Secrets of Heaven #367

By Emanuel Swedenborg

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367. These things do not need to be proved by similar passages from the Word beyond the identification of charity as the brother of faith and the symbolism of a field as every point of doctrine.

From the nature or essential character of faith, anyone can see that charity is the brother of faith. The brotherhood of these was also represented by Esau and Jacob — another relationship that gave rise to controversy over the birthright and the dominance it entailed. The same brotherhood was represented by Perez and Zerah, Tamar's sons by Judah (Genesis 38:28-29, 30), a story that also dealt with birthrights. And it was represented by Ephraim and Manasseh (Genesis 48:13-14), likewise a tale about birthrights and the implied dominance. The same thing was represented by others, too.

Both faith and charity, after all, are the church's offspring. Faith is called a man, as Cain was in the first verse of this chapter, and charity a brother, as in Isaiah 19:2; Jeremiah 13:14; 1 and elsewhere. The union of faith and charity is called a brothers' pact in Amos 1:9.

[2] Something like the relationship symbolized by Cain and Abel was represented by Jacob and Esau, as I said, in that Jacob wanted to supplant Esau. This can be seen in Hosea too:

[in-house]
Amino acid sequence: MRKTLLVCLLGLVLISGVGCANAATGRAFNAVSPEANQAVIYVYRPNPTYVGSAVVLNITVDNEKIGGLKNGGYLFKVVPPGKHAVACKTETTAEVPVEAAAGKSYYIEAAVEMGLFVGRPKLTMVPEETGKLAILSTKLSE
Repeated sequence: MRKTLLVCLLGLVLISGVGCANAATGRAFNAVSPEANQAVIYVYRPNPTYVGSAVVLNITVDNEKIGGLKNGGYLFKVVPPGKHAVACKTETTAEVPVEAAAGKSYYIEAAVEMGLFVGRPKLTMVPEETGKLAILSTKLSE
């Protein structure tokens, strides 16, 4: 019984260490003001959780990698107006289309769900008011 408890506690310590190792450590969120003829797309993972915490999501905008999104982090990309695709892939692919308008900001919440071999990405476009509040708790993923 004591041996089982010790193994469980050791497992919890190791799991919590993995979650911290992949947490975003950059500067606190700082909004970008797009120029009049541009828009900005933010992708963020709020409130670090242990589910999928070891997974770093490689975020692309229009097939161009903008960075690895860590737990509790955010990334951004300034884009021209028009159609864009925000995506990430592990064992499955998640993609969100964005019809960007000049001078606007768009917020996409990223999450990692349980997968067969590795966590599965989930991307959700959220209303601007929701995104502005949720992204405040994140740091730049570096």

... to bring on Jacob the consequences of his ways; according to his deeds will [Jehovah] repay him. In the womb he supplanted his brother. (Hosea 12:2-3)

But Esau, or the charity that Esau represented, was still dominant, as can be seen in the enigmatic prediction of his father Isaac:

By your sword you will live, and your brother you will serve. And it will happen when you gain the dominance that you will force his yoke off your neck. (Genesis 27:40)

In other words, Esau represented a church among non-Jews, 2 or a new church, while Jacob represented the Jewish church. This is why it says so many times that they should acknowledge non-Jewish nations as their brothers and sisters. 3

In the church of the non-Jews, or the early [Christian] church, they all called each other "sister" or "brother," because of the charity among them. "Sisters and brothers" was also used by the Lord of those who hear the Word and act on it (Luke 8:21); the "hearers" are those who have faith, the "doers" those who have charity. However, those who hear (or say they have faith) and do not act on it (have no charity) are not "sisters and brothers," and the Lord compares them to fools (Matthew 7:24, 26).

Footnotes:

1. The Hebrew of Jeremiah 13:14 says, literally, "And I will smash them, a man against his brother" (וְנִפַּצְתִּים‭ ‬אִישׁ‭ ‬אֶל-אָחִיו [vǝnippaṣtîm 'îš 'el-'āḥîv]). Both Isaiah 19:2 and Jeremiah 13:14 appear to use "a man" and "his brother" in a negative sense. [LHC]

2. For more about the "church among non-Jews," see note 1 in §231. [LHC]

3. It is not entirely clear which passages are referred to here, but the prophets sometimes speak of other nations as being equally under God's protection and mercy. Examples are Amos 9:7; Isaiah 19:23-25. The term translated here as "brothers and sisters" (and in other inclusive ways below) is fratres, which can apply collectively to siblings of either gender, and which also applies to people unrelated except by their common humanity. [LHC, LSW]

  
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Many thanks to the Swedenborg Foundation and its New Century Edition team.